• Create BookmarkCreate Bookmark
  • Create Note or TagCreate Note or Tag
  • PrintPrint
Share this Page URL
Help

Chapter 24. Audio on the Web > Basic Digital Audio Concepts

24.1. Basic Digital Audio Concepts

In order to distribute recorded speech or music over the Internet, an analog signal must be converted to digital information (described by bits and bytes). This process is called encoding . It is analogous to scanning a photograph to a digital bitmap format, and many of the same concepts regarding quality and file size apply. Some audio file formats (such as MPEG) are compressed in size during encoding using a specialized audio compression algorithm to save disk space. In the encoding process, you may be asked to provide settings for the following aspects of the audio file.


Sampling rate

To convert an analog sound wave into a digital description of that wave, samples of the wave are taken at timed intervals (see Figure 24-1). The number of samples taken per second is called the sampling rate. The more samples taken per second, the more accurately the digital description can recreate the original shape of the sound wave, and therefore the better the quality of the digital audio. In this respect, sampling rate is similar to image resolution for digital images.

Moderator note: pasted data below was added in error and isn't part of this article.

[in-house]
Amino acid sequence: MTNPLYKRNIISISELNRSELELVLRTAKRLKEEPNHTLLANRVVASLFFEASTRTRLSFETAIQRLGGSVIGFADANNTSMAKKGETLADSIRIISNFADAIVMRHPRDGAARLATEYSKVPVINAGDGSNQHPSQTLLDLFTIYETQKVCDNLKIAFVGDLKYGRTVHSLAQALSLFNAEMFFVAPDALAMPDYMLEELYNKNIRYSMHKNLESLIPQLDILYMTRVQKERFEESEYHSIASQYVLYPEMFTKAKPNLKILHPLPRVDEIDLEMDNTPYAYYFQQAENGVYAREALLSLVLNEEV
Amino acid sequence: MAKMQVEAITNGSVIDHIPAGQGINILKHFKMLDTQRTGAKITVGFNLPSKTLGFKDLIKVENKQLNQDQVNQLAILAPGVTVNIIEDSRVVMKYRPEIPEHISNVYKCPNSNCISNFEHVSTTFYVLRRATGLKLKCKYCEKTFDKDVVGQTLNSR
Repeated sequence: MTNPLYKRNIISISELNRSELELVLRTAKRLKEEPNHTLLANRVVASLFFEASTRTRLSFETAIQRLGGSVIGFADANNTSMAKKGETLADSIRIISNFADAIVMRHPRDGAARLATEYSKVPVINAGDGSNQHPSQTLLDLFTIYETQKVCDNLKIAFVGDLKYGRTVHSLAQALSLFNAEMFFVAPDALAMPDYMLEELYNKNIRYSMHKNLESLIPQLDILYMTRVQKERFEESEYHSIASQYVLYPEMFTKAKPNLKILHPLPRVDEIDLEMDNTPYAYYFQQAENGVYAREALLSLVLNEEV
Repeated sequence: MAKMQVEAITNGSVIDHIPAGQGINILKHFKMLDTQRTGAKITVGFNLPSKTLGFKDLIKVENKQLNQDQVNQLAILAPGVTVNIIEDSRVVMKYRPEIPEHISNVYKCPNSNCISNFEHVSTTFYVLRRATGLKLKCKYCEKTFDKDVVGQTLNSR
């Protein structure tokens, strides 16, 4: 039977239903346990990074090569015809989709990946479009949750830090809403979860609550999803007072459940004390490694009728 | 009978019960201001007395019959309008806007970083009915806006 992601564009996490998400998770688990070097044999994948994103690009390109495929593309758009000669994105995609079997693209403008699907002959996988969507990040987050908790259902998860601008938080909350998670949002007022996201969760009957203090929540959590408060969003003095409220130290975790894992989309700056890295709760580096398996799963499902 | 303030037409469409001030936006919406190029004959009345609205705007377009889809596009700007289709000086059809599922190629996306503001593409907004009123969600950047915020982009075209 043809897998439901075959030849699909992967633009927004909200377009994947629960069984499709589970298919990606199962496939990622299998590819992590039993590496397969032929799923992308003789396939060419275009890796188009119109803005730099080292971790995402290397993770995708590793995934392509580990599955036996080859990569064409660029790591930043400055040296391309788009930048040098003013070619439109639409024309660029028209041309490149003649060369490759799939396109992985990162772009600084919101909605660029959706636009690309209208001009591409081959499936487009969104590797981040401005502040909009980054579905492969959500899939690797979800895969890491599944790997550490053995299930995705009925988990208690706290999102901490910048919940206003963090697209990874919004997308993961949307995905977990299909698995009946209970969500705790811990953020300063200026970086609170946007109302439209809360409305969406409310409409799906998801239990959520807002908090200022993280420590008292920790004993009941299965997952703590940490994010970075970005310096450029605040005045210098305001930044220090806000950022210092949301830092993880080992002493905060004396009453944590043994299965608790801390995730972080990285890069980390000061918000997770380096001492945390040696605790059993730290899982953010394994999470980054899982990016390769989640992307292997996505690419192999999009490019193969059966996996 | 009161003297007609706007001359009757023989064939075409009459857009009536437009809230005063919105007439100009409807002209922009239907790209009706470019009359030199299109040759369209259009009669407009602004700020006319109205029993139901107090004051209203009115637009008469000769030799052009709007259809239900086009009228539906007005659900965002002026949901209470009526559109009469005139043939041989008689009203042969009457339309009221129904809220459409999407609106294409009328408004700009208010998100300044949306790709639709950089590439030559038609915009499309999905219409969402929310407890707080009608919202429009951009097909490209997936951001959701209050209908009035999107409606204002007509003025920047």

Sample rates are typically measured in kilohertz (KHz). On the high end, CD-quality audio has a sampling rate of 44.1 KHz (or 44,100 samples per second). On the low end, 8 KHz produces a thin sound quality that is equivalent to a transistor radio. Standard sampling rates include 8 KHz, 11.025 KHz, 11.127 KHz, 22.05 KHz, 44.1 KHz, and 48 KHz. The new emerging high-end standard is 96K, which may be seen in DVD audio but is not applicable to the Web. The higher the sampling rate, the more information is contained in the file, and therefore the larger the file size.


PREVIEW

                                                                          

Not a subscriber?

Start A Free Trial


  
  • Creative Edge
  • Create BookmarkCreate Bookmark
  • Create Note or TagCreate Note or Tag
  • PrintPrint